FALL.  Mirabile, Andrea. (INT)
Jewish Studies 115F, SECTION 1
In a Pluralistic Age: Jews, Christians, and Muslims in Spain.
Between 711 and 1492, Jews, Christians, and Muslims created one of the richest and most fertile of medieval civilizations. In this seminar, we shall evaluate the settings and conditions for this culture's extraordinary pooling of talent and attachment to tolerance, but also evaluate the reasons for its eventual end.
FALL.  Ackerman-Lieberman, Phillip I. (HCA)
Jewish Studies 115F, SECTION 4
Civil Rights and Civil Wrongs: Black-Jewish Relations in the 1950s and 1960s.
Blacks and Jews have shared a long and varied history, particularly in the American context, due to strong forces pulling the two groups simultaneously together and apart. Through an examination of historical and literary texts and visual images, this course will explore that shared history, focusing on the period of its greatest intensity. Examples of Black-Jewish relations ranging from the heights of utopian cooperation to the depths of dystopian conflict will be explored.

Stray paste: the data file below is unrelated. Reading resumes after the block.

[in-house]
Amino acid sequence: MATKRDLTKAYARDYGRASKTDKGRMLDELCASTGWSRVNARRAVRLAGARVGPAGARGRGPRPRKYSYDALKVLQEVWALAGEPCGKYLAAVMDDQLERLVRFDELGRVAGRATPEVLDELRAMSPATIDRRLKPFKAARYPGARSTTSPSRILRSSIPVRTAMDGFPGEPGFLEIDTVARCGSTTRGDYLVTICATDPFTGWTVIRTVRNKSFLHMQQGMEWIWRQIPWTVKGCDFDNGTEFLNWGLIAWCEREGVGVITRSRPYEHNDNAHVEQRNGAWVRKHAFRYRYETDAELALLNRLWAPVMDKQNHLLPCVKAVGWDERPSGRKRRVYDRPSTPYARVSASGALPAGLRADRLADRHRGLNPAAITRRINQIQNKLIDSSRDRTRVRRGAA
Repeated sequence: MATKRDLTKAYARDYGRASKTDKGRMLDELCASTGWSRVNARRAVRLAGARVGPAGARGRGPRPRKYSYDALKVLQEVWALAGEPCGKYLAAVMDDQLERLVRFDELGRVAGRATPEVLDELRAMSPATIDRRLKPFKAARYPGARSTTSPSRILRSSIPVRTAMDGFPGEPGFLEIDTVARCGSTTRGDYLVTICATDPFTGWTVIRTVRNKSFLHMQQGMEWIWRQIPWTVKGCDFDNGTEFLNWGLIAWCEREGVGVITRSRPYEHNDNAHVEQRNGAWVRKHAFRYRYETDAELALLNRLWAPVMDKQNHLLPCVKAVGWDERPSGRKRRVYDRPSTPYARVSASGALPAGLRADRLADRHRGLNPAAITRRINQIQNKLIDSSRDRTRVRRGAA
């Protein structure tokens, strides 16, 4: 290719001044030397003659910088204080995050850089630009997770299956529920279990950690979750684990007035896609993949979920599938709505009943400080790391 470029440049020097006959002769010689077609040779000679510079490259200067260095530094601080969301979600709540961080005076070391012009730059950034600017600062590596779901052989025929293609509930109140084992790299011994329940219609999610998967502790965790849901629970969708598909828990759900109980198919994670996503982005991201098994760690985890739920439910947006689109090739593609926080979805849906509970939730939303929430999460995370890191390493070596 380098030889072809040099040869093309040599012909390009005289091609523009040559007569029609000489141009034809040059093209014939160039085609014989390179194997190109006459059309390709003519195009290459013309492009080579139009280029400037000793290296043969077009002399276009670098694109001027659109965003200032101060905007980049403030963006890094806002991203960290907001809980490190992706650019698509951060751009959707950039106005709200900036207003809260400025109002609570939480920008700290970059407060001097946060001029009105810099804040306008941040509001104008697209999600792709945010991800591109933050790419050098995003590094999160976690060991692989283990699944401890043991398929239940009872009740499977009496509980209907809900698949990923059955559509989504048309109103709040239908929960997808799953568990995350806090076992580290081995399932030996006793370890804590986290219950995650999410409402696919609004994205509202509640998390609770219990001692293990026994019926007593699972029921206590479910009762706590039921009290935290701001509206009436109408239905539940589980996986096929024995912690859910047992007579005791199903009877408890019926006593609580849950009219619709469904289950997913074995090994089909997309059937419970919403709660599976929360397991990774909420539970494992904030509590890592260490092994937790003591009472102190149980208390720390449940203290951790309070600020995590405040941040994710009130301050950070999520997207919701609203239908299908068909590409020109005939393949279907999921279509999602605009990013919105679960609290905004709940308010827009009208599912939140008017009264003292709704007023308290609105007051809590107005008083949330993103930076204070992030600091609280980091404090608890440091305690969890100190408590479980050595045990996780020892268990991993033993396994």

FALL.  Meyer, Adam S. (HCA)
Mathematics 115F, SECTION 2
The Mathematics of Games.
We love to play games due to the anticipation of the unknown outcome and the hope of winning, even against all odds. The three characteristics of games providing this uncertainty are chance, varying information among players, and the large number of combinations of moves. Mathematics is used to minimize these unknowns in order to maximize a player's chances of winning. This course will employ probability theory to analyze games involving chance and game theory to analyze games with varying information. Basic mathematical concepts will be used to analyze games with many moves.
FALL.  Rafter, Lori Henslee. (MNS)
Medicine, Health, and Society
Medicine, Health, and Society 115F, SECTION 1
Medicine, Health, and the Body.
The course explores the way medicine shapes our understanding of health and the body in modern American society. Focusing on medicine as both science and social phenomenon, we will investigate several interrelated questions: How does medicine classify the body as sick or healthy? How do individual and collective experiences of health and disease influence medical theory and practice? How does medicine affect the way we interact with both sick and healthy bodies (including our own)? And how do contemporary social and cultural factors influence medicine's potential impact on health and the body? Readings and class discussion will form the basis of our inquiry.
FALL.  TBA. (P)
Music Literature and History
Music Literature and History 115F, SECTION 3
Music and Modernism: The Plunge into the Abyss.